DuPont Gunpowder Company invested more than $ 25 in year 1920 to make General Motors Company grow which it is currently among the world’s largest Automobile companies.  When Donaldson took over the treasurer’s office, he brought about application of statistics and economics formula one of them being ROI which enabled the company make high returns and managed to acquire controlling interests in the weakening General Motors Company. During this time, the Brown was appointed as a vice president of finance in GM Company where he revived and recovered it in terms of financial positioning. In year 1923, Brown developed a model and brought forth technical aspects that allowed DuPont retain its controlling interest in General Motors Investment. In year 1924, Donaldson was appointed as a member of executive team at GM investment and in collaboration with the Company’s president he improved cost accounting skills and techniques that he had developed at DuPont of ROI. This principle of Return on Investment was hence forth widely applied in America and diffused worldwide in its application in field of finance and economics. Since then the ROI model has been applied in economics, financial management fields making investment decisions and determining the viability of a project in terms of riskiness and returns (Otley & Emmanuel 2013).

Overview of ROI

Return on investment is a most commonly used method of evaluating the financial consequences of an individual investment hence determining their feasibility. The metric measures the benefit that an investors gain from investing their resources to a given project or an investment. ROI is determined by using the formula (ROI = {(investments gains -cost of investment)/Cost of investment}* 100. It measures the percentage of returns that an investor gains from investing in a project that generates positive net present values whereby high ROI is an indication of investment gains being favorable compared to the investments cost. ROI is used to determine earnings generated from an invested project in capital decisions.  ROI uses cash flows to determine the difference in magnitude between the timing investments gain compared to costs or cash out lay for a specific project. Return on Investment Model has been applied widely over the past decades to evaluate capital decisions pertaining to acquisition of assets, programs, projects, initiatives, in venture capitals, and in investment decisions in the financial investments for instance, on shares (Baker, Benrud & Powell, 2005)

ROI originated as a result of company investing in other companies or through decentralization to increase their customer base and hence profitability. The investments are meant to increase the cash inflows to the company from both divisions and autonomous branches. As a management tool, ROI has widely been used in many decentralized companies and units. Even if ROI has been criticized as having a number of limitations for instance, inability to apply the model in making correct evaluations, it is the best available system in making investment decisions and evaluating projects feasibility and hence making decisions on whether to accept or reject the project. ROI has to a great extent raised the performances of division managers in most of the decentralized companies by evaluating their performance at a division level before preparing a group report. The Model enables the company when determining how the divisions have used the funds allocated and properties to generate profits. The managers of divisions are also in a position to utilize assets under their control in an optimal and most desirable way hence improving returns on outlays. The ROI is also used in business to evaluate and make decisions on whether to undertake or reject a project through analyzing the rate of returns in a given period of time. ROI is also used in evaluating projects in a given portfolio and hence compare their attractiveness in terms of returns on cash outflows and the one with the best ROI would be undertaken (Baker, Benrud & Powell, 2005)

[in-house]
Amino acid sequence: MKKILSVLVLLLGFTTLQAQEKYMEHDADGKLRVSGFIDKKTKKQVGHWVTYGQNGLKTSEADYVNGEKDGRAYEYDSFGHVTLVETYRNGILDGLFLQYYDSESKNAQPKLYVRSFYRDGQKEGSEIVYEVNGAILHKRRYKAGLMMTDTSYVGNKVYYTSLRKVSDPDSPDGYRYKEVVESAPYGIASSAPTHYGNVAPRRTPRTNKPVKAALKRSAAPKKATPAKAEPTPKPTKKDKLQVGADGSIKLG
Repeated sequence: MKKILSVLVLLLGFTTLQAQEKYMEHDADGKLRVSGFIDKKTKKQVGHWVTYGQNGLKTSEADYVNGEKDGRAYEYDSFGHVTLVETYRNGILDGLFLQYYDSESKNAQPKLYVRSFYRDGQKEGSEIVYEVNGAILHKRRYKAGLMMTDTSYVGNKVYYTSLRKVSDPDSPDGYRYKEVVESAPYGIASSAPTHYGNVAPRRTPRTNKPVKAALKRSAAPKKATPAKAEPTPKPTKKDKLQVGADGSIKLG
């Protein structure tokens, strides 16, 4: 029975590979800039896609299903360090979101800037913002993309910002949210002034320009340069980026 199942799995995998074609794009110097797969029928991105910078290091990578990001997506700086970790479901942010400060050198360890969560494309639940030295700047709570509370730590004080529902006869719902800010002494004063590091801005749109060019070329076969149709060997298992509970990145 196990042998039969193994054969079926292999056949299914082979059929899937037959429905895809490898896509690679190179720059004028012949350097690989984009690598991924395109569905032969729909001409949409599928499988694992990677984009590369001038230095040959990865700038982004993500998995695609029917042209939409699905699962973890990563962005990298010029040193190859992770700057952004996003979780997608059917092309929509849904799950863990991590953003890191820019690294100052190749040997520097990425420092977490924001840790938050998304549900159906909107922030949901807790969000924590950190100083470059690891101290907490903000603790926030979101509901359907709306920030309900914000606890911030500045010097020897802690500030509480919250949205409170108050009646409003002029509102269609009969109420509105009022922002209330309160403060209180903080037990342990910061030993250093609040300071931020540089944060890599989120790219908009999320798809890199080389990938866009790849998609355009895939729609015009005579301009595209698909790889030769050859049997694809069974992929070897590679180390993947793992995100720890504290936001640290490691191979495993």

Hard and Soft analysis

In implementation of IT in the hospital, return on investment analysis is of great important in that it is used in building a business case. Calculation of return on investments for clinical systems takes in to accounts both hard and soft analysis of the benefits. The soft benefits of the clinical invested system could include improved patient’s safety and also the quality that results from minimized misinterpretations of handwritten documents. Hard benefit of investment could include decreased length of days stayed in a hospital and the number of cases resulting from adverse drugs administered to patients. ROI computation in clinical systems is a bit complex, in health IT, return on investment involves comparing investments cost and revenue gains taking in to considerations savings that results from evading errors when administering drugs and improved efficiencies as a results of proper communication channels. Hard benefits are easily measured in terms of revenue generated which is contrary to soft which are difficult to express in terms of numbers. Hard benefits may take longer duration to regain revenue from investments while soft could take short duration to realize returns. For instance in case of hard benefits which could involve investment in extra number of beds in a hospital may necessitate high cash outlay which will require longer duration to recoup revenue gains while soft benefits like enhanced patient safety would be realized within a short period of time (Crawford & Pollack, 2004).